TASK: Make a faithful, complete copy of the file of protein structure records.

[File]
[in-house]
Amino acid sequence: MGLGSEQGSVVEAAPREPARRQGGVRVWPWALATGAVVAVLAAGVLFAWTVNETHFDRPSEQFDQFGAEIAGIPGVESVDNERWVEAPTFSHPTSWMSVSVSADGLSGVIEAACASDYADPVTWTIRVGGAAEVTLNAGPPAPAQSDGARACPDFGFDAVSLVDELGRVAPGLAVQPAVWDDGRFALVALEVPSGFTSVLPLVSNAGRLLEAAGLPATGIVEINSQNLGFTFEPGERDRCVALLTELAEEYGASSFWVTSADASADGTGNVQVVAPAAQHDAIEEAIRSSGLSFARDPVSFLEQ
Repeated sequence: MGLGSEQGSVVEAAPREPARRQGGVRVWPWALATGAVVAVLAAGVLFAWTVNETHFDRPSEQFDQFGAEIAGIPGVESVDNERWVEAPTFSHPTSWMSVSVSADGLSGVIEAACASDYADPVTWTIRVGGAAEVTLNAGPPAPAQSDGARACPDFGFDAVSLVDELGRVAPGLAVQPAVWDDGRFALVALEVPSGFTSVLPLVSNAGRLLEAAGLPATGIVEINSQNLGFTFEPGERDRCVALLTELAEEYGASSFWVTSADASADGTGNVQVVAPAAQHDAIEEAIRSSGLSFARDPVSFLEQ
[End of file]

[in-house]
Amino acid sequence: MGLGSEQGSVVEAAPREPARRQGGVRVWPWALATGAVVAVLAAGVLFAWTVNETHFDRPSEQFDQFGAEIAGIPGVESVDNERWVEAPTFSHPTSWMSVSVSADGLSGVIEAACASDYADPVTWTIRVGGAAEVTLNAGPPAPAQSDGARACPDFGFDAVSLVDELGRVAPGLAVQPAVWDDGRFALVALEVPSGFTSVLPLVSNAGRLLEAAGLPATGIVEINSQNLGFTFEPGERDRCVALLTELAEEYGASSFWVTSADASADGTGNVQVVAPAAQHDAIEEAIRSSGLSFARDPVSFLEQ
Repeated sequence: MGLGSEQGSVVEAAPREPARRQGGVRVWPWALATGAVVAVLAAGVLFAWTVNETHFDRPSEQFDQFGAEIAGIPGVESVDNERWVEAPTFSHPTSWMSVSVSADGLSGVIEAACASDYADPVTWTIRVGGAAEVTLNAGPPAPAQSDGARACPDFGFDAVSLVDELGRVAPGLAVQPAVWDDGRFALVALEVPSGFTSVLPLVSNAGRLLEAAGLPATGIVEINSQNLGFTFEPGERDRCVALLTELAEEYGASSFWVTSADASADGTGNVQVVAPAAQHDAIEEAIRSSGLSFARDPVSFLEQ